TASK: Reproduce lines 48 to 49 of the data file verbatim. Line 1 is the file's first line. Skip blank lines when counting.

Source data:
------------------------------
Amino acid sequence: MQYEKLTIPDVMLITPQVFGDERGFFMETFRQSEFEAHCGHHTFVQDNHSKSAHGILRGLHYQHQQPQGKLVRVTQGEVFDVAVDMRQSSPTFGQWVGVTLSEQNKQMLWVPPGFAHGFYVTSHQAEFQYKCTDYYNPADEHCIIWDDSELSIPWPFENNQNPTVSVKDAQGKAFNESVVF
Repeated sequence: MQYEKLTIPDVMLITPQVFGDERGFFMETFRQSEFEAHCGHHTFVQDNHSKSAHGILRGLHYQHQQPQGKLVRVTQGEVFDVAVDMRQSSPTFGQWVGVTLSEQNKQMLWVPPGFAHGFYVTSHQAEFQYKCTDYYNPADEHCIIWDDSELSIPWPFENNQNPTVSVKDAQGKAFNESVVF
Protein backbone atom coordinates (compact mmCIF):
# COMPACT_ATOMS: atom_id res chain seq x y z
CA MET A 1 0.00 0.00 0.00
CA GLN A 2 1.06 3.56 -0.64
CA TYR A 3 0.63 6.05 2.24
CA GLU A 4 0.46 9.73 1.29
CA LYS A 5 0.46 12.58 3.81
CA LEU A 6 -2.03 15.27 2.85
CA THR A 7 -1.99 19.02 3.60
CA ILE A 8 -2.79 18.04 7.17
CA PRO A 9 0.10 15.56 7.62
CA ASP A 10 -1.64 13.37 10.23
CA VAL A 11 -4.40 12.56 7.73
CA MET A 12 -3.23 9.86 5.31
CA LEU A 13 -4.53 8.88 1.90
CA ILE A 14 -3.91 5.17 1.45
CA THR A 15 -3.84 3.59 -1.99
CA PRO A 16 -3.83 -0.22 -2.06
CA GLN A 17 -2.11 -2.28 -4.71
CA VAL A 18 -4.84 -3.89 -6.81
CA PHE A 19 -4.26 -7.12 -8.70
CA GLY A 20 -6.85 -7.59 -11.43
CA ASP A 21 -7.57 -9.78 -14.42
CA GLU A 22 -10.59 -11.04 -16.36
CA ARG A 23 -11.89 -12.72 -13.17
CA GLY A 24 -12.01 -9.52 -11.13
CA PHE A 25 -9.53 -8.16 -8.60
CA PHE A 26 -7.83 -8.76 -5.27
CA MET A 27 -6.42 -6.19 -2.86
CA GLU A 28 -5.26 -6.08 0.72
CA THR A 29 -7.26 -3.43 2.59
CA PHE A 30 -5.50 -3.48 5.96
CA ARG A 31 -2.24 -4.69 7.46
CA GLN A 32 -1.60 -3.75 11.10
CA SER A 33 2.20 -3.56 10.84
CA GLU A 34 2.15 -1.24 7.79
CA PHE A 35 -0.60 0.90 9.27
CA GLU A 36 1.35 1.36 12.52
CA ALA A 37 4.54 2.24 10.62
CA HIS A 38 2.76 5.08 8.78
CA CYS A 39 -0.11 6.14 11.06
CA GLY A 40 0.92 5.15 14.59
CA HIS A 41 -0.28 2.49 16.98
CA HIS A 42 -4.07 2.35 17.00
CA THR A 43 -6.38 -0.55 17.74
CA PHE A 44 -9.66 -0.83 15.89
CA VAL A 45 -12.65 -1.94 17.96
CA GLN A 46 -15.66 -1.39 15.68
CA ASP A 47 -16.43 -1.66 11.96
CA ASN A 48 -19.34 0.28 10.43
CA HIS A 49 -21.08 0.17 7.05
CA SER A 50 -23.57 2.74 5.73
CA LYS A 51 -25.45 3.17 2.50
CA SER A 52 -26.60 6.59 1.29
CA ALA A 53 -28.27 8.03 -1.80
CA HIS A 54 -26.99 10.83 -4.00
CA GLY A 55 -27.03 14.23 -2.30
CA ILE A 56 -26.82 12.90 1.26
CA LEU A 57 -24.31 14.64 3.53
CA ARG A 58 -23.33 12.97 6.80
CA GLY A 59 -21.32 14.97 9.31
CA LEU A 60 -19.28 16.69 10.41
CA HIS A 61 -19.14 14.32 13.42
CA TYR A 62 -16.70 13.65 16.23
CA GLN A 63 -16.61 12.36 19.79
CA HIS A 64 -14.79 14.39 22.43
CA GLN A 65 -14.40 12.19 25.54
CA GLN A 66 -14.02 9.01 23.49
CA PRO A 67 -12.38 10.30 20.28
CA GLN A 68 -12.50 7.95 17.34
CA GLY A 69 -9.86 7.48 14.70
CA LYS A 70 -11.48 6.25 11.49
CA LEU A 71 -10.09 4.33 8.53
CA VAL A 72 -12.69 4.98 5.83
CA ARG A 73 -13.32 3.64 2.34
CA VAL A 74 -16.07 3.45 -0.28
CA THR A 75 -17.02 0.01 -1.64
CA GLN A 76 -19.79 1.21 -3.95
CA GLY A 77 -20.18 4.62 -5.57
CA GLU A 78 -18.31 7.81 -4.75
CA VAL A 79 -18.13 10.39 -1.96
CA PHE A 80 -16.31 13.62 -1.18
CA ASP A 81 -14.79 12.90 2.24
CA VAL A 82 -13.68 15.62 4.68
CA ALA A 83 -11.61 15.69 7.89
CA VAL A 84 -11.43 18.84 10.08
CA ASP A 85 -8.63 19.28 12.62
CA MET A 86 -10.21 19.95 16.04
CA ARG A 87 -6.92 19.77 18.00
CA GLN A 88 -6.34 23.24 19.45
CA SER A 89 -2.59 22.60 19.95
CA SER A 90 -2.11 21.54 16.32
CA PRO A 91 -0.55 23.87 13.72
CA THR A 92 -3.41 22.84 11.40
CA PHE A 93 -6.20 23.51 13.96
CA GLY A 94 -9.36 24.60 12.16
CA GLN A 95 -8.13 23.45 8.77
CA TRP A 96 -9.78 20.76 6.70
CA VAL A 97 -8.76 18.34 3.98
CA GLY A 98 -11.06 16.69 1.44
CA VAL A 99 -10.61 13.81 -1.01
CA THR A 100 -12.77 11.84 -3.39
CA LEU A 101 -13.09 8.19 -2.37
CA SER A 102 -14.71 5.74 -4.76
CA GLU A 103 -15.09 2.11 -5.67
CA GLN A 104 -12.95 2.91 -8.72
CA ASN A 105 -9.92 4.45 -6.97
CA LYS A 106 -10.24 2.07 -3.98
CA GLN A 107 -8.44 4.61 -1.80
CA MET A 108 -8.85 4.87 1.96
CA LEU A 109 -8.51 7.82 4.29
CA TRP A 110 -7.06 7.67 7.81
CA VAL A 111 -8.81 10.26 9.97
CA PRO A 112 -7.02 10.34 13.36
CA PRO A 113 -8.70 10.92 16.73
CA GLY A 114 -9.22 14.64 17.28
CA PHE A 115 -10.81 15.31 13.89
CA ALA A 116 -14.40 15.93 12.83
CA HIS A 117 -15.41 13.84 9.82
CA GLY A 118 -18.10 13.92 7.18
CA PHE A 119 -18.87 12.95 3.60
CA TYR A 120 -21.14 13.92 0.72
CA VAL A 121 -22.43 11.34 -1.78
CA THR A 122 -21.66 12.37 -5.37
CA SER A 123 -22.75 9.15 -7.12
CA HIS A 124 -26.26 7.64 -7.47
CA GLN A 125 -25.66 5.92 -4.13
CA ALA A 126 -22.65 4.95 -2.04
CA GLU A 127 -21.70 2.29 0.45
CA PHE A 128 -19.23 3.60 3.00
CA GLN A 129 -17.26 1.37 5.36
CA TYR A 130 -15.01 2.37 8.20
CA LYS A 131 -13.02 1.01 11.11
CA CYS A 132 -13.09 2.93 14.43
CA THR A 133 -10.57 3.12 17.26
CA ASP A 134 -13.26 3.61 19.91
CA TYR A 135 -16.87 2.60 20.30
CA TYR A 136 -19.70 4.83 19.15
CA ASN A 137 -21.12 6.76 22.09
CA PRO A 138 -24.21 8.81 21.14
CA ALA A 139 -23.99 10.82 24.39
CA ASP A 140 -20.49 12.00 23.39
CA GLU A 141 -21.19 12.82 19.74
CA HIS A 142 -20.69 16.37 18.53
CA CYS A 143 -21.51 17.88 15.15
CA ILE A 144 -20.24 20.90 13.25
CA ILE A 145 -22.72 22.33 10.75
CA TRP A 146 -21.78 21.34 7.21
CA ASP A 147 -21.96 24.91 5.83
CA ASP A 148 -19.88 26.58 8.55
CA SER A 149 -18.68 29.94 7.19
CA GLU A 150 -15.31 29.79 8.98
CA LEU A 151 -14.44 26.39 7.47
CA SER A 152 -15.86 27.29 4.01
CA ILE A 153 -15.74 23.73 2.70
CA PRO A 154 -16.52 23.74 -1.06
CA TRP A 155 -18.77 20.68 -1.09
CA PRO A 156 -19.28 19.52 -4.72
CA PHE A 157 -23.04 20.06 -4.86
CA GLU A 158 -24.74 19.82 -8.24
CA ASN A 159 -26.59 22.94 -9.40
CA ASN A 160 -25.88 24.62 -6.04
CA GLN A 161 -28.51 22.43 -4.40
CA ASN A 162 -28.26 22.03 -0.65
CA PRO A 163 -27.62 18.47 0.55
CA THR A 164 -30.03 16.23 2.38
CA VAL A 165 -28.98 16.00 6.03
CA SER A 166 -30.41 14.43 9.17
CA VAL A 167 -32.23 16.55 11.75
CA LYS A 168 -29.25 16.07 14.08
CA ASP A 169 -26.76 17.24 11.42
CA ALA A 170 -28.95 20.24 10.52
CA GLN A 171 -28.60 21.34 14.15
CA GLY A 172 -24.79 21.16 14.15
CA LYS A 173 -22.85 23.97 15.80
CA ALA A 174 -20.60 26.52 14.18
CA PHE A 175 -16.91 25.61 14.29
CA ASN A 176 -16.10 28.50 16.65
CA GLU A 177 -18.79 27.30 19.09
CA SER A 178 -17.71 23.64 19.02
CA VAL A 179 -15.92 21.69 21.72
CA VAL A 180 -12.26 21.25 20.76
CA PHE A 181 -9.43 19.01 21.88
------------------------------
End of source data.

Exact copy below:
CA PHE A 44 -9.66 -0.83 15.89
CA VAL A 45 -12.65 -1.94 17.96